Burgs Sunday book review
Reviewed by Rev. Linda Mitchell Motley of Floyd.
“This is not a traditional war story. It is about an army of women in white standing up when no one else would – unafraid, because the worst things imaginable had already happened to us. It is about how we found the moral clarity, persistence and bravery to raise our voices against war and restore sanity to our land. You have not heard it before, because it is an African woman’s story, and our stories rarely are told. I want you to hear mine.”
This excerpt from the foreword to Mighty Be Our Powers introduces the reader to Leymah Gbowee’s story, an account of one woman’s journey from single motherhood to leader of a national movement during Liberia’s horrific civil war of 1999 to 2003.
Gbowee’s family had endured Liberia’s first civil war in the early to mid-1990’s, which ended with the election of Charles Taylor as president of a fractured country. Following the election, discontent simmered throughout the nation as rebel groups sought a way to remove Taylor from office. It was into this climate that Gbowee and her family returned to Liberia from their exile in Ghana. Once home, the family was working to rebuild their lives when Gbowee, then 19 years old, discovered she was pregnant with her first child. In the next several years, Gbowee had three more children and found herself and her family fleeing from one town to another in order to escape the bloodshed around them. Gbowee took whatever work she could find to support herself and her family, but life on the run provided no opportunities for long-term or fulfilling employment.
Gbowee, her family and friends joined millions of other Liberians who had experienced the trauma of war and had seen their loved ones killed before their eyes, often not being able to distinguish the allegiance of the soldiers who did the killing.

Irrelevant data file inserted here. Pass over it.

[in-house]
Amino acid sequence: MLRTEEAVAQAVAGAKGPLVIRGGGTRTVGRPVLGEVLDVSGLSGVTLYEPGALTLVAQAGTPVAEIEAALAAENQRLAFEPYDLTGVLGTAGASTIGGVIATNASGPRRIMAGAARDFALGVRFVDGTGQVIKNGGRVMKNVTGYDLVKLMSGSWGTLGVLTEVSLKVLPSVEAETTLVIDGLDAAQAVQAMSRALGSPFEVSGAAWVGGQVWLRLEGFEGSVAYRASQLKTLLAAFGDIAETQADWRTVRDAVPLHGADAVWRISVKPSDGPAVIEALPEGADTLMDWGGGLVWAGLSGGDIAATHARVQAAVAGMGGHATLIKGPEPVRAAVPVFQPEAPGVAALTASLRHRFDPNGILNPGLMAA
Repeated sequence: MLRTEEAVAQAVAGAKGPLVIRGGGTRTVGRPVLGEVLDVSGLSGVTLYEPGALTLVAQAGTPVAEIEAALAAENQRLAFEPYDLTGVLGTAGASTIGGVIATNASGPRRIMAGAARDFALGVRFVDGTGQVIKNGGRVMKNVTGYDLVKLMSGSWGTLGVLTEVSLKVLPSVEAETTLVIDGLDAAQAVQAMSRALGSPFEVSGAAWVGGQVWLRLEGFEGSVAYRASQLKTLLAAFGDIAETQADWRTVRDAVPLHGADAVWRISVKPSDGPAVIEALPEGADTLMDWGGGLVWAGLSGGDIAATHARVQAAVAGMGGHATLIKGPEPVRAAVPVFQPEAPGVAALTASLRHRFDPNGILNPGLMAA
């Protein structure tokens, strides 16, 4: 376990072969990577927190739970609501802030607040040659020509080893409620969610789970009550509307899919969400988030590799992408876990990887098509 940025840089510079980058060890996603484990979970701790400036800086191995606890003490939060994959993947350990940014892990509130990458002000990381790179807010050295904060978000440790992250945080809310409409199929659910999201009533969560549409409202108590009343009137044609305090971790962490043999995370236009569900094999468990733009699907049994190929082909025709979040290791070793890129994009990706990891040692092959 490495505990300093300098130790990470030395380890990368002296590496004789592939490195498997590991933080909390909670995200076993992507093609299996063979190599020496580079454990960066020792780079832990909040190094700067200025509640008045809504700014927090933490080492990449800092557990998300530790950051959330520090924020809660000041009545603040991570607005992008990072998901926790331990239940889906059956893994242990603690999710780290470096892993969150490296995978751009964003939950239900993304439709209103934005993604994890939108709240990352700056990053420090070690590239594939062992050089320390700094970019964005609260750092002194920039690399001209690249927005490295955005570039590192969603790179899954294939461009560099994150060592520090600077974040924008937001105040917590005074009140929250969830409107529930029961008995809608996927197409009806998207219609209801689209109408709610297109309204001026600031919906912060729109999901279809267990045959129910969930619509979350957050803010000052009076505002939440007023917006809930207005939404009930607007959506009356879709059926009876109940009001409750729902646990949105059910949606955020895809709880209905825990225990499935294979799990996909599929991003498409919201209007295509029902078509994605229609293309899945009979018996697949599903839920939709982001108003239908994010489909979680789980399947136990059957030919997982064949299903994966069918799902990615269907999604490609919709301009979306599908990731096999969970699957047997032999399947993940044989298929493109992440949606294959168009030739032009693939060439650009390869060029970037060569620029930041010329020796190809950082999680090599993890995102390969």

Understanding that the war was being fought primarily by men, women in Liberia began to share among themselves their feelings of powerlessness, anger and fear. Gbowee suggested that a group of women gather to express their frustrations over the war and to pray together. From those early gatherings grew a movement called the Liberian Mass Action for Peace, a coalition of Christian and Muslim women. As their numbers grew into the thousands, so did the women’s determination to end the fighting that had decimated their lives and their country.
Gbowee found herself the unlikely leader of a movement that had a profound effect on those who waged war. Through peaceful protests, prayer sessions and wily confrontations with leaders on both sides of the war, including President Taylor, the women were at the forefront of the peace process which eventually did end the war and sent Taylor into exile.
The unusual tactics of Gbowee and her army of women and their commitment to peace captured the attention of the world. Gbowee has become a highly respected author and speaker and has shared her ideas with other countries in conflict. In “Mighty Be Our Powers,” Gbowee is unflinchingly honest, sharing her personal and professional failures as well as her successes.
She writes about her own demons, some created by war and some by her own actions. She tells a remarkable story of being entrapped both by domestic violence and the war raging around her and finding the strength to push back at the forces that threatened to destroy the life she, her children, and her countrywomen deserved.
Leymah Gbowee experienced the sorrow of seeing her childhood dreams crushed by the brutality of war, yet still found the courage to be her country’s most prominent voice for peace. In 2011, she was awarded the Nobel Peace Prize and to this day, she continues her peace-building mission throughout the world. “Mighty Be Our Powers” provides an unforgettable look at the unspeakable horrors of war and the courage and passion of one woman who believed in the power of women to change the course of a nation.
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